Listener, Take 3: Ozark Failures

Welcome to Take 3 of our Listener reaction. This week, a few of us are taking different pieces from the band Listener and writing what comes to mind. Have you checked out Take 1, and Take 2?

Today, I tackle two pieces, “Ozark Empire,” and “Failing is Not Just for Failures.”

**This is a piece of short FICTION.


They mailed his last shred of dignity to him in 2007, a severance check for two weeks pay and letter signed “cordially.” He never got up from that chin shot. It crushed him.

He ran his office like a well oiled machine, allowed himself no indulgences except for the yearly hot rod calendar that was thumb-tacked to his felt covered wall. He kept his papers at right angles, kept his email inbox clean. “These are the things valued by the corporation,” he told me once.

Dad raised me on a steady diet of do-right. “Play the part,” he said, “tie a double windsor, floss regularly, and by God, keep your blood pressure in check.” Dad was risk averse, content to blend in. He ate less than he killed and always kept a storehouse for the lean years.

We were all surprised by the layoff. It was “company wide,” the nightly news reported, but some of his co-workers had kept their cubicles. Dad didn’t fight, just cashed his check and sank into a deep chair on his back porch for ten months. His jet-black hair grew long, grew until it curled in the back. He read an old collection of Sherlock Holmes, drank a daily sixer of PBR, and watched the blue jays. He slept.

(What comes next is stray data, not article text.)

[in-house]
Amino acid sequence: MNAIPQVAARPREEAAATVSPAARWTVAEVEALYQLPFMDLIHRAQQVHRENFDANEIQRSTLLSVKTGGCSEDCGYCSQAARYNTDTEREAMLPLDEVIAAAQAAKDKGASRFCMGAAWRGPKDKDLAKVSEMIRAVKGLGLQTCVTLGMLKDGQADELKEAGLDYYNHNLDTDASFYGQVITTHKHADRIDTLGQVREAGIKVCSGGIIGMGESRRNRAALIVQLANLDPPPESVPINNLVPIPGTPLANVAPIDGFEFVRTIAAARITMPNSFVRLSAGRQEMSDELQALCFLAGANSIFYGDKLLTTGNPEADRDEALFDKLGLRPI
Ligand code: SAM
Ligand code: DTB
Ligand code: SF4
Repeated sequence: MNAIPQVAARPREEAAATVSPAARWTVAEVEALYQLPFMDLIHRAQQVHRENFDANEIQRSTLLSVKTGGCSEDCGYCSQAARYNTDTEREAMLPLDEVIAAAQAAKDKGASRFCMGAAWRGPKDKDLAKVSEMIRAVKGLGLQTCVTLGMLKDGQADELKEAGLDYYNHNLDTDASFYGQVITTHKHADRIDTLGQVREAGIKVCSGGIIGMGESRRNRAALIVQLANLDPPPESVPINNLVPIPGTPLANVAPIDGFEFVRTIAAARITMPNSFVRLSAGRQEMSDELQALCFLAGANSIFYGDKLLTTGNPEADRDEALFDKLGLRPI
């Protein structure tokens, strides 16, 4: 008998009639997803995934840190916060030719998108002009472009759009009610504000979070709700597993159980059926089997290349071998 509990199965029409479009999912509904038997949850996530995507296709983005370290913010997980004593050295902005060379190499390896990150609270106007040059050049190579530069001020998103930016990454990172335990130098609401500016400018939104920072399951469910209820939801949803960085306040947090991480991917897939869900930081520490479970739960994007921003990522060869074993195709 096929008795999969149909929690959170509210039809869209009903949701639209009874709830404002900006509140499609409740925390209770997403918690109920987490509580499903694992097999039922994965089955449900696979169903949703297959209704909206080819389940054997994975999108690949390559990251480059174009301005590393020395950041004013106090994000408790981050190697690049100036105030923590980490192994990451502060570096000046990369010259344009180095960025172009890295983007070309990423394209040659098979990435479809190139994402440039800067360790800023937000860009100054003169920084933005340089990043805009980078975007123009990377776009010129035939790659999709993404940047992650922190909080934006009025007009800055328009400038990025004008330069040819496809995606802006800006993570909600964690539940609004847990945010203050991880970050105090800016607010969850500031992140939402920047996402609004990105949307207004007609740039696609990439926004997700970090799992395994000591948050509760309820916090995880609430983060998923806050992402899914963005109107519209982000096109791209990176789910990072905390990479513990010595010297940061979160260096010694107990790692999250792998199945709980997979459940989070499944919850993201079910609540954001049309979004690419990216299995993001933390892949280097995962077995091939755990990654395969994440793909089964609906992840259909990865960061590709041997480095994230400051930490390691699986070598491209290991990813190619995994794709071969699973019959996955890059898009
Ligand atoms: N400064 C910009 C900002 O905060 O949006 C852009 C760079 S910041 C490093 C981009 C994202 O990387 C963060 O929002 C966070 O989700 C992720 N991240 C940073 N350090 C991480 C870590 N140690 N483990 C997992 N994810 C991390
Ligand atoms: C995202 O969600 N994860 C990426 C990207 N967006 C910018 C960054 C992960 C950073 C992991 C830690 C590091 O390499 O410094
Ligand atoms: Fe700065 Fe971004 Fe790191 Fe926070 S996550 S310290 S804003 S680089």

Twice a week, I brought Dad supper and we talked about politics–Dad was a hopeless republican–or the economy. One night in February he told me, “I’m thinking about calling this ‘early retirement.’ I’ve got enough, and if I draw SSI….” His voice trailed.

“You can’t just hang it up,” Dad.

“Can’t I?” He pushed carrots around with his butter knife. There was a moment of silence before he unraveled.

“I’ve been thinking, son. You gotta shake things up as hard as you can. Don’t play it down the middle, make some noise. You have to push and push and push your way up. Push until you’re so close to the top that no one can pull you down. You’ve got to take it by horns.”

He took a slug of PBR. “I just don’t have that kind of energy any more. ”

I stared at my plate, mashed my potatoes under my fork.

“You understand, son?” he asked.

“Yeah,” I said. But what I wanted to say was, “I lost my best friend to sadness.”

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7 Responses to Listener, Take 3: Ozark Failures

  1. Seth, this just knocked me flat out. Damn.

  2. Kiki Malone says: